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So much that's 'new' - dive into each podcast and open up 'select'...

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Use the menu again to 'select all'...

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...then the menu for a third time to 'mark as played'; (right) seeing what's genuinely 'new'...

Later, in the 'audio' (or 'video') 'collections pane, you can then see any new episodes clearly (e.g. '1 new').

4. Don't worry about how to get to the app

I've experimented with various combinations of tapping on a Start screen shortcut to Podcasts, versus using the multitasking (long press on 'Back' button) carousel, and there seems to be no discernible difference. Now, most of the time, the currently playing podcast will be available on Windows Phone's audio player controls (i.e. press a volume button to see these pop-up), but if not or if you need to change shows then Start screen shortcuts or the carousel or the entry in the main applications list are all perfectly valid and equally good ways to get back to Podcasts.

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Podcasts is tightly enough tied to the OS that it doesn't matter a jot how you get to it, i.e. resumption behaviour is the same (it'll be instant if Podcasts is still in RAM etc.)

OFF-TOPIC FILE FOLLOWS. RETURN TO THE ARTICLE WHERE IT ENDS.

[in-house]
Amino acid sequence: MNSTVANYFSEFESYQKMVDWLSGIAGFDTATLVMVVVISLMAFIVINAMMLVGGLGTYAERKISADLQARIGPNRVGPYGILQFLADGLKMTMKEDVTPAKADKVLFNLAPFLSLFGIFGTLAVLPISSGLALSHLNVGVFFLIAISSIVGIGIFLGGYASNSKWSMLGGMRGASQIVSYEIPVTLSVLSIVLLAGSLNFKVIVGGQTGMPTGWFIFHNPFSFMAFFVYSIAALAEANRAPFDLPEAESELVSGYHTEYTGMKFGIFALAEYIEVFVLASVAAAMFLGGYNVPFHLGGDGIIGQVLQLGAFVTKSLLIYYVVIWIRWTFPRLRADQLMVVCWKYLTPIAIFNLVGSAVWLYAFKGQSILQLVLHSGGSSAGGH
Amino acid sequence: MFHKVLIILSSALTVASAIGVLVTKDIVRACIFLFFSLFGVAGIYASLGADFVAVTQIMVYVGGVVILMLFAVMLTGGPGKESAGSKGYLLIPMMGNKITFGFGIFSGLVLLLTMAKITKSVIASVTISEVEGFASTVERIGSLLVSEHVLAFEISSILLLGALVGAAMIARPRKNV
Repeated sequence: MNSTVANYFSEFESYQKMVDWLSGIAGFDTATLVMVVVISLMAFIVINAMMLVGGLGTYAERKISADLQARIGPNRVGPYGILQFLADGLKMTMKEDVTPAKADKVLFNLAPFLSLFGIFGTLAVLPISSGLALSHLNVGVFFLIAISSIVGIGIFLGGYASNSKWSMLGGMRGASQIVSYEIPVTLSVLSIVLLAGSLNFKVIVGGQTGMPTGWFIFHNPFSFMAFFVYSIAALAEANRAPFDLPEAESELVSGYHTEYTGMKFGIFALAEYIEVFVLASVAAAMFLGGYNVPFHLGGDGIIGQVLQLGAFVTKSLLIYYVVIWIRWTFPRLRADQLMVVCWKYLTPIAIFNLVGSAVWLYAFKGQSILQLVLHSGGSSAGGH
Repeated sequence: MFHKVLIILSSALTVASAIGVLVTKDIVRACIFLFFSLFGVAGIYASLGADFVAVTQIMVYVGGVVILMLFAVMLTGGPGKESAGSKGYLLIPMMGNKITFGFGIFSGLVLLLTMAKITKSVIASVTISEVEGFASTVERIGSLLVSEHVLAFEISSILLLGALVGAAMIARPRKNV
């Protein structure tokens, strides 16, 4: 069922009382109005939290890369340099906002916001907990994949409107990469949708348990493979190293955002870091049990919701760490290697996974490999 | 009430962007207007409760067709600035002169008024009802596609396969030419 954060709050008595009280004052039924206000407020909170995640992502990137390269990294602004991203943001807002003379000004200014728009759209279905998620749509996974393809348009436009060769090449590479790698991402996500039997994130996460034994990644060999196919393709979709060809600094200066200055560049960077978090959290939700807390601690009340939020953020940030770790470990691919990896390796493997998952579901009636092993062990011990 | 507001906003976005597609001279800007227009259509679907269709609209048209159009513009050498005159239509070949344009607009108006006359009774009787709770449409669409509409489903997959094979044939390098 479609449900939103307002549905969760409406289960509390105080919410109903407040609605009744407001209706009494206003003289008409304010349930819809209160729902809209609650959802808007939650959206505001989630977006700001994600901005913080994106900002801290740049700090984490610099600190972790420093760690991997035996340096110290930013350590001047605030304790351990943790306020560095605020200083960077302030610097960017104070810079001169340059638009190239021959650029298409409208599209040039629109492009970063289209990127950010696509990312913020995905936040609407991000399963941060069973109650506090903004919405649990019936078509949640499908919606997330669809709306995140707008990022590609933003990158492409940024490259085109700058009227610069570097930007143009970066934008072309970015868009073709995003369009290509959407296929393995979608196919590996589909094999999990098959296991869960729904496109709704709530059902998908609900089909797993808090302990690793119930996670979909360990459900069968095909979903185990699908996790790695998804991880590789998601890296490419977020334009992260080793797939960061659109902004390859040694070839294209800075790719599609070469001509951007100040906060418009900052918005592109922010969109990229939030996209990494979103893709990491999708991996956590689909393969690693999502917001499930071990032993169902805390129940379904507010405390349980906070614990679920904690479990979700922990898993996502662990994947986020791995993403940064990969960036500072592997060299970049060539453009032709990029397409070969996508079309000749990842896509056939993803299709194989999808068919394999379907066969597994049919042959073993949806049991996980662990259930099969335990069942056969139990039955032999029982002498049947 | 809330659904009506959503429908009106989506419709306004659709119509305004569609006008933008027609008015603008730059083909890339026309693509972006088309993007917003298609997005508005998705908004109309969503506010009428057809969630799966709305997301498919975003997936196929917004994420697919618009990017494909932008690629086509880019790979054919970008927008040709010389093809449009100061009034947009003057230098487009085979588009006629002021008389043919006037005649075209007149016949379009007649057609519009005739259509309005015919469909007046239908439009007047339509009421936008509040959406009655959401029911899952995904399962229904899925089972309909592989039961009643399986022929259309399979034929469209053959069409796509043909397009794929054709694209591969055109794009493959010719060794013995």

5. Make use of the various playback speed options

Podcasts is tied into the OS rather more than third party applications and, as such, seems to have an extra edge in that it can play at 1.5x and 2x speeds if needed. Try speed-listening in this way by tapping the speed indicator in the main playback view - it's not a cure all and does depend on the podcast, but if you're really in a hurry and just want a flavour of something slow then knock yourself out...

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Note the playback speed middle-right - tap on this to toggle between the three options!


As with all the other best podcatchers, Podcasts gathers podcasts for you in the background. I'm honestly not sure what the time interval is in terms of downloading, but I've been using the app exclusively for a week now and haven't been able to catch it out.

Hopefully you'll now give one of Microsoft's newer Windows Phone applications a try - or a second chance?

PS. One other function not in the main UI of Podcasts is a 'clean up' operation - partly because it's not really needed. But just occasionally you might need some internal storage in a hurry - in which case note that in 'Storage sense' under Windows Phone 8.1 and above, you can tap on 'phone' and then on 'podcasts' and then 'manage'. This brings up a previously hidden view of all your podcasts, sorted in various ways and you can then select any or all and delete them in one go. As I say, handy in a space emergency!

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Hidden in Storage sense is this extra management interface for Podcasts....